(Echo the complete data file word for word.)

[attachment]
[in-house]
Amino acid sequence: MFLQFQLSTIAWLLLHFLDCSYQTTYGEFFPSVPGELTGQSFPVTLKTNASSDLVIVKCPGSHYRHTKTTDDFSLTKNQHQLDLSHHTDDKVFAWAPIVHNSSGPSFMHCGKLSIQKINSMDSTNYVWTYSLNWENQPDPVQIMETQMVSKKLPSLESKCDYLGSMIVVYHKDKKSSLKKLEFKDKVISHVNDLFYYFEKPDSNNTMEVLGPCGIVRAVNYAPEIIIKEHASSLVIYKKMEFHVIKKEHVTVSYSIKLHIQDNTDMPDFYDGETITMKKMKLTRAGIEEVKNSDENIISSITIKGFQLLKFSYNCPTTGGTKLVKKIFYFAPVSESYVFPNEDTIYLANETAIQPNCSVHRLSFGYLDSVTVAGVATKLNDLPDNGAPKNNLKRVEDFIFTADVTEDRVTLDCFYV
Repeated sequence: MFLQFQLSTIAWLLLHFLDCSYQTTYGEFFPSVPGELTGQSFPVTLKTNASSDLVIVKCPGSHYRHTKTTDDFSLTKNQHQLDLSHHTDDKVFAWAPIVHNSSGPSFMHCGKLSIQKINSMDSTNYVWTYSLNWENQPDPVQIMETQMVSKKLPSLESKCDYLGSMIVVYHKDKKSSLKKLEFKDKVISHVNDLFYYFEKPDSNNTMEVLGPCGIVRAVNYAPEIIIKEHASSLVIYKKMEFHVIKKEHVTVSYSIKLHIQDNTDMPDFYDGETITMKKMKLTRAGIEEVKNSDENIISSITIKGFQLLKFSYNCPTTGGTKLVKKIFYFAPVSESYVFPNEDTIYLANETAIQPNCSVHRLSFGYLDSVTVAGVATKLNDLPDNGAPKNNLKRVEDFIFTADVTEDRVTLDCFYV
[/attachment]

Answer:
[in-house]
Amino acid sequence: MFLQFQLSTIAWLLLHFLDCSYQTTYGEFFPSVPGELTGQSFPVTLKTNASSDLVIVKCPGSHYRHTKTTDDFSLTKNQHQLDLSHHTDDKVFAWAPIVHNSSGPSFMHCGKLSIQKINSMDSTNYVWTYSLNWENQPDPVQIMETQMVSKKLPSLESKCDYLGSMIVVYHKDKKSSLKKLEFKDKVISHVNDLFYYFEKPDSNNTMEVLGPCGIVRAVNYAPEIIIKEHASSLVIYKKMEFHVIKKEHVTVSYSIKLHIQDNTDMPDFYDGETITMKKMKLTRAGIEEVKNSDENIISSITIKGFQLLKFSYNCPTTGGTKLVKKIFYFAPVSESYVFPNEDTIYLANETAIQPNCSVHRLSFGYLDSVTVAGVATKLNDLPDNGAPKNNLKRVEDFIFTADVTEDRVTLDCFYV
Repeated sequence: MFLQFQLSTIAWLLLHFLDCSYQTTYGEFFPSVPGELTGQSFPVTLKTNASSDLVIVKCPGSHYRHTKTTDDFSLTKNQHQLDLSHHTDDKVFAWAPIVHNSSGPSFMHCGKLSIQKINSMDSTNYVWTYSLNWENQPDPVQIMETQMVSKKLPSLESKCDYLGSMIVVYHKDKKSSLKKLEFKDKVISHVNDLFYYFEKPDSNNTMEVLGPCGIVRAVNYAPEIIIKEHASSLVIYKKMEFHVIKKEHVTVSYSIKLHIQDNTDMPDFYDGETITMKKMKLTRAGIEEVKNSDENIISSITIKGFQLLKFSYNCPTTGGTKLVKKIFYFAPVSESYVFPNEDTIYLANETAIQPNCSVHRLSFGYLDSVTVAGVATKLNDLPDNGAPKNNLKRVEDFIFTADVTEDRVTLDCFYV